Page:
Worked Example 9-8 Name each of the following:


a) pentylamine (This amine has one alkyl group (pentyl) attached to the nitrogen atom.)

b) dibutylamine (This amine has two identical alkyl groups (butyl) attached to the nitrogen atom.)

c) isopropylmethylpropylamine (This amine has three alkyl groups (isopropyl, methyl, and propyl) attached to the nitrogen atom.)

d) cyclohexyldimethylamine (This amine has three alkyl groups (a cyclohexyl and two ) attached to the nitrogen atom.)

9-11 Practice 9-6 Name each of the following:


a) cyclopentylamine b) 3,4-dibromoaniline

c) ethylhexylamine d) diethylmethylamine

9.9 Basicity of Amines

Recall (unit 6) that ammonia is also a weak base and accepts H+ from water to produce + - ion (NH4 ) and ion (OH ):

+ - NH3 + H2O NH4 + OH ammonia ammonium ion

Because the amines are derivatives of ammonia, they react in a similar ways.

+ - General reaction R-NH2 + H2O RNH3 + OH

+ - Specific reaction CH3 - NH2 + H2O CH3- NH3 + OH methylammonium ion

Just as amines accept H+ from water, they can accept H+ from acids and form salts. For example, when methylamine reacts with HCl, the acid-base reaction produces methylammonium chloride.

+ - CH3 – NH2 + HCl CH3 – NH3 Cl methylamine acid methylammonium chloride

9-12 9.10 Amides

The functional group of an is a carbonyl group (C = O) linked to a nitrogen atom (N). Amides are classified as primary, secondary, and tertiary amides.

primary secondary tertiary

R, R, and R could be aliphatic or aromatic.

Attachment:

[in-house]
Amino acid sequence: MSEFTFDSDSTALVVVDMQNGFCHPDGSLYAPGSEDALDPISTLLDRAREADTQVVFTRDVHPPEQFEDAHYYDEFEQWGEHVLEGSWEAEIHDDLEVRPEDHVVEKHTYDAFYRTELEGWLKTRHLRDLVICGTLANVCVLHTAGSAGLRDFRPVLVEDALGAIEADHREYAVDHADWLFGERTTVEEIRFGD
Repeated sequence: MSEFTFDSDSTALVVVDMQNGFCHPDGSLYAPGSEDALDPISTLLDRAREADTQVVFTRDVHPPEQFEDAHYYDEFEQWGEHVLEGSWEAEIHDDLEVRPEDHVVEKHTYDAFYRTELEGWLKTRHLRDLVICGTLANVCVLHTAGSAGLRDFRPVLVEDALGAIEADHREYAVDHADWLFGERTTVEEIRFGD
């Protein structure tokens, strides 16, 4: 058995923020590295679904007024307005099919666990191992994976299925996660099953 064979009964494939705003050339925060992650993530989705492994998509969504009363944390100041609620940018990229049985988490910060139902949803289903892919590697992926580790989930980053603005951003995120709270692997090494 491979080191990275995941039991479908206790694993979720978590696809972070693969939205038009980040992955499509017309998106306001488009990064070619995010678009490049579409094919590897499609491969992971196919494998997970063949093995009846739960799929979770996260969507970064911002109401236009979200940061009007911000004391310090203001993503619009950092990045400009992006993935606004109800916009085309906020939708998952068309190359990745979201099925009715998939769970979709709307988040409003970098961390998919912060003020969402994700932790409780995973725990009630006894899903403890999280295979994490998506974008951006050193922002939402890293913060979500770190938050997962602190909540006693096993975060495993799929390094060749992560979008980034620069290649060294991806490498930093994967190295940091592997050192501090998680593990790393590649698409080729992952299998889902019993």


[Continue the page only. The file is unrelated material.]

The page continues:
9.11 Naming Amides

Naming Primary Amides The ending of the name of the carboxylic acid is changed from –ic acid (common) or –oic acid (IUPAC) to –amide.


Naming Secondary and Tertiary Amides The names of groups attached to nitrogen are placed first, using an N-prefix for each group.

9-13 Worked Example 9-9 Name each of the following amides:


a) pentanamide b) benzamide c) (ethanamide) d) formamide (methanamide)

Practice 9-7 Name each of the following amides:


a) N-cyclohexylacetamide b) N-ethylbenzamide c) N-isopropylpentanamide

9-14 9.12 Hydrolysis of Amides

Amides are very stable in water. Hydrolysis requires the heating of the amide in the presence of strong acid or base. Acidic hydrolysis gives a carboxylic acid and an amine salt. In aqueous base, the products of hydrolysis are a carboxylic acid salt and ammonia or an amine.

General Reactions:

Example of Acid Hydrolysis of Amide:

Example of Base Hydrolysis of Amide:

9-15 Worked Example 9-10 Draw the structures of the products in each of the following hydrolysis reactions.


9-16 Practice 9-8 Draw the structures of the products in each of the following hydrolysis reactions.



heat + - + H2O + HCl + NH4 Cl

O O heat - + CH3 - CH2 - C - NH - CH3 + NaOH CH3 - CH2 - C - O Na + CH3-NH2

9-17 Homework Problems

9.1 Give the name for each of the following:

9.2 Draw the for each of the following compounds: a. sodium hexanoate b. acetate c. benzoate d. propanoate

9.3 Complete the following reactions:

9-18 9.4 Draw a structural formula for each of the following esters: a. cyclohexyl propanoate b. methyl c. ethyl benzoate d. e. butyl butanoate f. propyl pentanoate

9.5 Assign names to each of the following amines:

9.6 Complete the following equations:

9.7 Draw the structures of 4 of amides of formula C5H11NO.